After winning the opening matches in Minnesota, the A's returned to their home ground in California to win the third match of the series 8-3 in front of a sell-out crowd.

 

Right-fielder Milton Bradley and third baseman Eric Chavez both hit home runs for Oakland, while shortstop Marco Scutaro added a crucial three-run double in the seventh inning to help the A's to their first playoff series win since 1990.

 

"I have always been a streak hitter," Chavez said.

 

"I was ready to hit the strikes when he threw them."

 

Bradley drove a two-run homer to centrefield in the third inning to give the A's a 4-0 lead, before Twins outfielder Torii Hunter answered with a solo homer in the fourth and Rondell White drove in a run with a sixth-inning single.

 

That wasn't enough for the Twins however, with Oakland wrapping things up in the seventh inning, when Scutaro doubled in Chavez, Jay Payton and Nick Swisher to seal the match.

 

"This is the first time we have been able to advance," Chavez added.

 

"Once you get into a five-game playoff series anything can happen. It has been a while but we were finally able to come through and do it."

 

Tigers on the brink

 

Meanwhile, title favourites the New York Yankees are one loss away from being eliminated from the playoffs after losing their second straight match against the Detroit Tigers.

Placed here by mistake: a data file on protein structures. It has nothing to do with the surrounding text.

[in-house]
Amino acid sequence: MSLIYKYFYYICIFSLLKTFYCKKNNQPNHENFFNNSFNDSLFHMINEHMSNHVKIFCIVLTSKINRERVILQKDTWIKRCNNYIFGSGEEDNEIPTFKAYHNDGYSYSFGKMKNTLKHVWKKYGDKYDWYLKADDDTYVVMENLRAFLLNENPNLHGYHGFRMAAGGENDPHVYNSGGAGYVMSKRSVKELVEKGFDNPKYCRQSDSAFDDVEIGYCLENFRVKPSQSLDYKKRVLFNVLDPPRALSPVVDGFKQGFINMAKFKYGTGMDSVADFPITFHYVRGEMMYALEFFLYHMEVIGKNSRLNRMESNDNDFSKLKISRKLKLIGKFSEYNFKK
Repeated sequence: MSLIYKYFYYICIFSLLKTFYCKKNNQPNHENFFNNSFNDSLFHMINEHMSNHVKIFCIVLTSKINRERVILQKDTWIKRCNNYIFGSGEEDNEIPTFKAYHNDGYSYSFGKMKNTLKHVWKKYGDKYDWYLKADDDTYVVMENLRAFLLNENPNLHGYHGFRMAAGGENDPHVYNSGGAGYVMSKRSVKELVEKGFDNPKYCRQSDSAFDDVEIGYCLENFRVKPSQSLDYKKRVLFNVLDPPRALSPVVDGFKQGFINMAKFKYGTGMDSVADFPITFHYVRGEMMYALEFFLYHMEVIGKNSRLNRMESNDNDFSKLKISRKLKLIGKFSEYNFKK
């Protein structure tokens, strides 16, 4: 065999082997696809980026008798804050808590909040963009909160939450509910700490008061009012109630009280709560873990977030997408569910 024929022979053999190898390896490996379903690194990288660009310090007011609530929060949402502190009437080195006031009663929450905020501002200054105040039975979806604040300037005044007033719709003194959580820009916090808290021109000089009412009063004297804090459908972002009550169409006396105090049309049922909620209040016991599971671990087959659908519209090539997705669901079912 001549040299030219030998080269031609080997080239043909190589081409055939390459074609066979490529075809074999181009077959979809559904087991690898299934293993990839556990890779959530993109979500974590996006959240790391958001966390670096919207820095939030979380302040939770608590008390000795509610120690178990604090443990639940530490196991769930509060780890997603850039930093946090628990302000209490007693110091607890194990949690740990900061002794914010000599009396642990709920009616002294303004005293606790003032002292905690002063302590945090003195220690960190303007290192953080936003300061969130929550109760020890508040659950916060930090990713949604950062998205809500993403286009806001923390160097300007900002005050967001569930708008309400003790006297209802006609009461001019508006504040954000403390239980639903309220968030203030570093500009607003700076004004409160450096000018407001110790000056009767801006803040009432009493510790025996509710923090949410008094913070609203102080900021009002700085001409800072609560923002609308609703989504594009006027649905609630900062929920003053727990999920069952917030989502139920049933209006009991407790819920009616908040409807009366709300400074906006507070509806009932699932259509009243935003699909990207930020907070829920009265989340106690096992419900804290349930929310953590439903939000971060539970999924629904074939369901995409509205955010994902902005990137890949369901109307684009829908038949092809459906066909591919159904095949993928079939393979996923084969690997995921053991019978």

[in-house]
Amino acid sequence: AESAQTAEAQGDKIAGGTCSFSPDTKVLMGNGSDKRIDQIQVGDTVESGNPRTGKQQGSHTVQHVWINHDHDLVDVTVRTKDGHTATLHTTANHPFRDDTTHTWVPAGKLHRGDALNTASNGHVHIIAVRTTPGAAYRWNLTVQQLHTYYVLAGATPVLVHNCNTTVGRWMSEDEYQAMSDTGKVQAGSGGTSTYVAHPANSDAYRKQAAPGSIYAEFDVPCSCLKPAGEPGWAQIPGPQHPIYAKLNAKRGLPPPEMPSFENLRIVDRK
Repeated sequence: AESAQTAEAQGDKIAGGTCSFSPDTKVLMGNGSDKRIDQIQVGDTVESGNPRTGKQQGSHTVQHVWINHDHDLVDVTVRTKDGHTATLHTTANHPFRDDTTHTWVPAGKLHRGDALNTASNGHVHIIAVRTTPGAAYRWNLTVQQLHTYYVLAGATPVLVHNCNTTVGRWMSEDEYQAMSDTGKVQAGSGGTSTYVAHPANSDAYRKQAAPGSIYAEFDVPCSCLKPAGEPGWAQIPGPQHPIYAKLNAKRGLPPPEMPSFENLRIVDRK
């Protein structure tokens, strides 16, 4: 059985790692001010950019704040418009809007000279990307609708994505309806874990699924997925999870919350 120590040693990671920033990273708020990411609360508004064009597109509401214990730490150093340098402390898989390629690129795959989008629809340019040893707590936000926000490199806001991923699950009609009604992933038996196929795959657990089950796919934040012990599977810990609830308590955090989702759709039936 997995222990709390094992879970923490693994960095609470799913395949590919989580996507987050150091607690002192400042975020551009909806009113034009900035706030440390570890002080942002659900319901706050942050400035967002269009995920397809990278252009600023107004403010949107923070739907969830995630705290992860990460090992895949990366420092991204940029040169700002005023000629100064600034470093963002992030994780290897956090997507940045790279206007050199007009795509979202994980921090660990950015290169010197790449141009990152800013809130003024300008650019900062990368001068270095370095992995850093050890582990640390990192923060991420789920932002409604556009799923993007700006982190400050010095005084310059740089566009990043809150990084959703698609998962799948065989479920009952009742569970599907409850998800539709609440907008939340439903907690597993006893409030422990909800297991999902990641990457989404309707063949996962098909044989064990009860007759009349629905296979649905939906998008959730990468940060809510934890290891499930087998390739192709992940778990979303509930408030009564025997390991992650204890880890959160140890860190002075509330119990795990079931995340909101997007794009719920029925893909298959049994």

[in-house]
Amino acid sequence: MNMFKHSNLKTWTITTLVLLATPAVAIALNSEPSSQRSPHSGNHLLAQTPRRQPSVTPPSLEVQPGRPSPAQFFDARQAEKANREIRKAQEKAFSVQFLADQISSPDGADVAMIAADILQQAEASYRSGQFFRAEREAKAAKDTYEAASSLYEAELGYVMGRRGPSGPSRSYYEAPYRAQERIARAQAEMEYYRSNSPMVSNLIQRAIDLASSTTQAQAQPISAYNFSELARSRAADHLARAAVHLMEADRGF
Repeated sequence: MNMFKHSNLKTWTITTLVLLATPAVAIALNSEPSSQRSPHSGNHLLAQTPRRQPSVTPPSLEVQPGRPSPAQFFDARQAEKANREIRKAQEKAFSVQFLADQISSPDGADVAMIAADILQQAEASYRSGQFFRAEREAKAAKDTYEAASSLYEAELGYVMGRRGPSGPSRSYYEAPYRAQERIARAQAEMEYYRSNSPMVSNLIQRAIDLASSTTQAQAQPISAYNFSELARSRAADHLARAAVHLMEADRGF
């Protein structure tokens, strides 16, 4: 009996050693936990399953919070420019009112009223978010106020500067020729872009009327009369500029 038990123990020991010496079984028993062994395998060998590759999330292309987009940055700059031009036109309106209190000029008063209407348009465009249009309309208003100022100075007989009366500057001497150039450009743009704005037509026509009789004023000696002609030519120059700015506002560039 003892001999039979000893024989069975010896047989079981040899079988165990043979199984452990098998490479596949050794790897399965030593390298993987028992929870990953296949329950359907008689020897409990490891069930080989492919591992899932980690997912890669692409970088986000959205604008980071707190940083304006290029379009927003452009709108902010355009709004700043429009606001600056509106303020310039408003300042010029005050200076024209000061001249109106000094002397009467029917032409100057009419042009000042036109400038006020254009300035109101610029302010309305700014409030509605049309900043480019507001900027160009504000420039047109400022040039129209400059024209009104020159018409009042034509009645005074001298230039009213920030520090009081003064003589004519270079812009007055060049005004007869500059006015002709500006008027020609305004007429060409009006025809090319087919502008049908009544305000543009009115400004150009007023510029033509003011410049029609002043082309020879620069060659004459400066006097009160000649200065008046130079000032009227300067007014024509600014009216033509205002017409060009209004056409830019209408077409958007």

The Yankees and Tigers traveled to Detroit after the teams split the opening matches in the Bronx, with the Tigers prevailing in a 6-0 shut-out to take a 2-1 lead in the five game series.

 

The Gambler: Tigers pitcher
Kenny Rogers held all the aces

Veteran left-handed pitcher Kenny Rogers guided Detroit to the win over the New York, using a combination of fastballs, curves and off-speed pitches to frustrate the Yankees' big hitting line-up.

 

41-year-old Rogers pitched 7 2/3 clean innings, allowing just five hits as he took Detroit to the brink of an upset series win.

 

"I think a lot of people may have had us like David versus Goliath, or whatever, but I think we all felt we had a chance," Rogers said.

 

"I wanted this win for us as a team, but I wanted it for myself, my family, everything. I wanted to do well and leave nothing out there."

 

The Tigers took the lead in the third inning, scoring three runs off Yankees starter Randy Johnson, and never looked back

 

Johnson, who was making his return from a herniated disc in his lower back, had no support from an impotent batting line-up that is renowned for its consistent hitting.

 

"I thought Randy was fine," Yankees manager Joe Torre said.

 

"He gave up the three runs in the one inning, but I thought he showed consistency. But offensively, we just couldn't do anything."

 

The winner of the Yankees-Tigers series will play Oakland in a five match series starting on Tuesday to decide the American League Championship title.